Murray Drive-In

Highway 121,
Murray, KY 42071

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Murray Drive-In

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I’m not sure when the Murray Drive-In opened, but it was open throughout the 60’s, 70’s, and as late as 1983, which was the last time I went there. It closed sometime in the mid-80’s, and I’m not sure what is on the site now. It was located on the edge of town on Highway 121 (South Fourth Street) just down from the corner of Glendale Road, where the (sadly now too long gone) KN Root Beer Drive-In was located.

It was fairly small drive-in, but thrived for many years. I believe it was owned by the same people who owned the Cheri/Capri theatres in Murray. My first trip to the Murray Drive-In was in about 1969 or 1970 to see “Blood Feast”, Hershell G. Lewis' famous (or infamous) gore classic, which was made in 1960, but re-released annually to Southern drive-ins through the 70’s. On the other hand, I also saw “The Last Picture Show” here!

One of the last times I went there, in the early 80’s, on a week night in late fall, we were the only car in the drive-in for a double feature (“Galaxy of Terror”, “The Thirsty Dead”), and they showed both features just for us rather than just closing and giving us a pass to come back some other night!

I have a lot of good memories of this drive-in, and I’m sad it’s gone.

Contributed by Bob Brown

Recent comments (view all 4 comments)

Skippydogue
Skippydogue on November 8, 2009 at 2:34 am

I grew-up in Murray and remember that “Jim Thorpe — All American” was the first movie that I saw at this theatre. I don’t know if this was the first film they played but if not it was among the earliest. The Internet Movie Database (IMDb.com) shows this film as being released on August 24, 1951 and since films typically played in Murray about six weeks after their release this theatre must have opened in October of 1951.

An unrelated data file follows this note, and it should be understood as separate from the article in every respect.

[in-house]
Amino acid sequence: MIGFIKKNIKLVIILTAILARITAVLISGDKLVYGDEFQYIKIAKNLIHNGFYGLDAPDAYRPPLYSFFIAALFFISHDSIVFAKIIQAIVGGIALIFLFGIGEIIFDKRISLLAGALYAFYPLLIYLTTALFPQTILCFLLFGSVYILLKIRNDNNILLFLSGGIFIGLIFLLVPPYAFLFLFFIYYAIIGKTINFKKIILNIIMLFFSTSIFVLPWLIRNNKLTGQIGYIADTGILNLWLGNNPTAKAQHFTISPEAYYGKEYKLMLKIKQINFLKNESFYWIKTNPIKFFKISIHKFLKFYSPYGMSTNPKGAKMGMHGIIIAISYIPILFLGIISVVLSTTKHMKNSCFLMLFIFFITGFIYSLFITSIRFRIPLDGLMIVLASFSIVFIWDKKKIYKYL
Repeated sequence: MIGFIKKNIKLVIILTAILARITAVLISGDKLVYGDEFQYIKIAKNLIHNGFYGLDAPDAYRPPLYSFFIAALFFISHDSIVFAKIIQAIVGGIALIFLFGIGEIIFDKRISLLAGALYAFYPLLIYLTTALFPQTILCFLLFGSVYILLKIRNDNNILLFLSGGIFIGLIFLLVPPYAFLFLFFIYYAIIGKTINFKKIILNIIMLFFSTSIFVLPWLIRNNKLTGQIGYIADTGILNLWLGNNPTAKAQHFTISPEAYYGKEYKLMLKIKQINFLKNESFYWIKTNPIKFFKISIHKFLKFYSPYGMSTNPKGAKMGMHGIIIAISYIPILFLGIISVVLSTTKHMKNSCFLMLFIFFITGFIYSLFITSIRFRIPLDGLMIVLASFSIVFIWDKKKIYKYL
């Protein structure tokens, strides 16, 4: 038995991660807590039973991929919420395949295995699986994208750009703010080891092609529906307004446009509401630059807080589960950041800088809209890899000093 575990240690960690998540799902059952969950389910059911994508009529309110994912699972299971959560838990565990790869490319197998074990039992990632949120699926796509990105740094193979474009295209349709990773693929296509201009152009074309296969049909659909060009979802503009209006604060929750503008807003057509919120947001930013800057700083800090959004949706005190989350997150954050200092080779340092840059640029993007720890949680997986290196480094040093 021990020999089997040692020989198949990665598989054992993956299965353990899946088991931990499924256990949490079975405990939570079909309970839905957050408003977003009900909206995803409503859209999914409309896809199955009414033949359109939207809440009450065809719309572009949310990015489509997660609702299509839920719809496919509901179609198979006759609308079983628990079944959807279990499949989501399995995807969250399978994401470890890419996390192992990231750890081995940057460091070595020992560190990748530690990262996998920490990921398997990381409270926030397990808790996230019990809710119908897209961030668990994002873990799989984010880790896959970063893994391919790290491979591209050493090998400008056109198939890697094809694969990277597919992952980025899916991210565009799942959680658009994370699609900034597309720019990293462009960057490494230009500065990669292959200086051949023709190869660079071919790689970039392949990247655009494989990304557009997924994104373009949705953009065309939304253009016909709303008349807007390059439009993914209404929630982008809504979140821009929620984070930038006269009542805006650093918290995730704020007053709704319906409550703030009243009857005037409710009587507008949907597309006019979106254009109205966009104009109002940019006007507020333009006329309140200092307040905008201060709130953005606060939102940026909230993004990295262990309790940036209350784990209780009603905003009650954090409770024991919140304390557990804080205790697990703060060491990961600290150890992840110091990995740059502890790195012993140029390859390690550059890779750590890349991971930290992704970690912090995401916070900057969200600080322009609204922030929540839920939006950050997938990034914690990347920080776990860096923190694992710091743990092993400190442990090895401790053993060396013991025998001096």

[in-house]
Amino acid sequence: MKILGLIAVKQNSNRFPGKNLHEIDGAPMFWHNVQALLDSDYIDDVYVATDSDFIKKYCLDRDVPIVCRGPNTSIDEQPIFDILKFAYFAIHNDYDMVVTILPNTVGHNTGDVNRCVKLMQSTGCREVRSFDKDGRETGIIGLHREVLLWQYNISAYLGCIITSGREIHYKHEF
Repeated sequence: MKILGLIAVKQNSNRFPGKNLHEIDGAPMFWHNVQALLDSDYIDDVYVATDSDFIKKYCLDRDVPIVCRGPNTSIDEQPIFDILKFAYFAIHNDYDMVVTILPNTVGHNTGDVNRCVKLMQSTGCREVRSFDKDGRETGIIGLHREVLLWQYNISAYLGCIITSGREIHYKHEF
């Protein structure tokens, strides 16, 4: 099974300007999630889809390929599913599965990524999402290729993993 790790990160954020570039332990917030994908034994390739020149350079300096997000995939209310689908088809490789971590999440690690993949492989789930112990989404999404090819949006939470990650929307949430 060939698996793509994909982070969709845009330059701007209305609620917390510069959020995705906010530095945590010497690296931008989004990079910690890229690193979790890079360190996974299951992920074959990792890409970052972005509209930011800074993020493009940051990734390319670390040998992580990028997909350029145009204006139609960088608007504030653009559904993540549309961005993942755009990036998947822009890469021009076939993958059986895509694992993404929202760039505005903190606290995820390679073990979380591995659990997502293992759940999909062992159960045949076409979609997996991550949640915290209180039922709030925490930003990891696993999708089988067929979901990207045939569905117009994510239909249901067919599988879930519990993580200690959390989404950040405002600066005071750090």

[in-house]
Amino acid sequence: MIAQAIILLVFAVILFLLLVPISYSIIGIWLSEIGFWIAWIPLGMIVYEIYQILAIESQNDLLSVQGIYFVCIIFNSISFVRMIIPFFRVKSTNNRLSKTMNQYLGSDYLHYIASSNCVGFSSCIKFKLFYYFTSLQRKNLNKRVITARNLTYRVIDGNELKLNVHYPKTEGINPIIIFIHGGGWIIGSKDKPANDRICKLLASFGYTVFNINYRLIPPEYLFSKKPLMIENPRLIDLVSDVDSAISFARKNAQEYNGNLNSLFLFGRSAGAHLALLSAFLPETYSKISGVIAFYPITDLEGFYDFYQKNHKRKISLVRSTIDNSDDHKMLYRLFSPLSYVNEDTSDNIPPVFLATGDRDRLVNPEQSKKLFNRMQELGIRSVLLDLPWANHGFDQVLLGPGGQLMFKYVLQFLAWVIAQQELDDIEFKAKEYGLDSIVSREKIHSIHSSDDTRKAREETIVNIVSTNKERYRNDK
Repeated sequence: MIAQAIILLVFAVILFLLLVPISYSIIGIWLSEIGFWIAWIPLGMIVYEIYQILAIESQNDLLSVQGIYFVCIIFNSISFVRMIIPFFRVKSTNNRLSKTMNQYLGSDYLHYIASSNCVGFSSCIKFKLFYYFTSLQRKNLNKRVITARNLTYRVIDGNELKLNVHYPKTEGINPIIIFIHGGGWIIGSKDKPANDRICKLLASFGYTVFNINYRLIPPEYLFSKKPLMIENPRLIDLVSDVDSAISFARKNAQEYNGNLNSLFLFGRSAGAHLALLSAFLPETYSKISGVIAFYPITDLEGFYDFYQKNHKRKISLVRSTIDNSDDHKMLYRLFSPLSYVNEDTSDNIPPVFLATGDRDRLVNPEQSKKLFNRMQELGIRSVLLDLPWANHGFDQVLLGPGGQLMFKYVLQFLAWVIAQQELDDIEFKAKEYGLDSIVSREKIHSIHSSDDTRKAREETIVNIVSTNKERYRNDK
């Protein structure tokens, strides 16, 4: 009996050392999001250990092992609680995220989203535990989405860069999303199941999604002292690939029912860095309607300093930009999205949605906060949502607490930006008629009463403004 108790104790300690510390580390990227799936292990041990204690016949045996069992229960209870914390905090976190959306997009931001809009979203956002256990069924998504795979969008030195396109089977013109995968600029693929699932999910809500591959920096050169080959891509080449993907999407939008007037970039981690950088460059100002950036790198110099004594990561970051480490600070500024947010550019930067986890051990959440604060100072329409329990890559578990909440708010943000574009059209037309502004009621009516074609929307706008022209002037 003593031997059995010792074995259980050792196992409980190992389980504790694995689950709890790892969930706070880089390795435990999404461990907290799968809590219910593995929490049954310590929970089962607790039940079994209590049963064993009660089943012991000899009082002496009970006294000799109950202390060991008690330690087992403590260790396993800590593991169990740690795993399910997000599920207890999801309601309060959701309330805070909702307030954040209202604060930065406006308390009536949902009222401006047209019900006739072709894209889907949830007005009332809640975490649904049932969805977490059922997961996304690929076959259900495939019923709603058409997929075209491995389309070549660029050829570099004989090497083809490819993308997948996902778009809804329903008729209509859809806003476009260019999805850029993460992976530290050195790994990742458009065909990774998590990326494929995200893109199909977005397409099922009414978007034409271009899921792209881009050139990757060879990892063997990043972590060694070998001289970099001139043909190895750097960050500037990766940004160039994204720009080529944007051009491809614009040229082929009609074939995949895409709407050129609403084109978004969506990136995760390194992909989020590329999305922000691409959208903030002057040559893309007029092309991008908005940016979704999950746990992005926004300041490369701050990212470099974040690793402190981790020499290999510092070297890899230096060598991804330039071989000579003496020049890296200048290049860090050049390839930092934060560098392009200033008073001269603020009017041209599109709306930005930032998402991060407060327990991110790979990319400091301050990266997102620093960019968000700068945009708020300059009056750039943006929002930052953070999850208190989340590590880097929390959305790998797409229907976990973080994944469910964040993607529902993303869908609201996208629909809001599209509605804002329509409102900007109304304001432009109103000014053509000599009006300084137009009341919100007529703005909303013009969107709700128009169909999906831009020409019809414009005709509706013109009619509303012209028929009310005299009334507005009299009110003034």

dfrp
dfrp on August 5, 2010 at 9:23 pm

I started work at the Murray Drive-In when about 15 years old. Barbecuing ribs and chickens was my first job as well as making bug-enhanced cotton candy. The ‘Boss’ would often appear out of the darkness just before intermission to throw a quart of vegetable oil into the barbecue pit and then dissapear again into the night. The resulting flames really got people out of their steamed-up cars and into the concession stand. I usually could not save the chickens when this happened.

I loved making popcorn, frying burgers and mixing the mustard-heavy slaw. Pizza was my favorite.

Most of my time was as projectionist. Showing classic ‘B’ and'C' movies to audiences that were far more interested in making out and producing front page drive-in news.

I could not imagine a better experience for the teens of any generation.

GMNash
GMNash on March 20, 2011 at 6:06 am

While H.P. Vinson had an interest in the theatres in Murray, the main man was Tommy Brown, who lived in Murray. H.P. booked the product for these theatres in Murray from his office at the Sundown Drive-In, in Columbia, TN. I worked for H.P. in Columbia. I recall being at the Murray Drive-In, in the summer of 1979. They were running ‘Grease’ and ‘Saturday Night Fever’ as a double feature. I remember they still were running carbon arc, but had adapted to larger reels, to only have 1 or 2 changeovers.

jwmovies
jwmovies on October 28, 2012 at 11:05 pm

Approx. location for this drive-in was 602 Memory Lane. The County Health Center is in part of the lot. Some ramps are there though barely visible.

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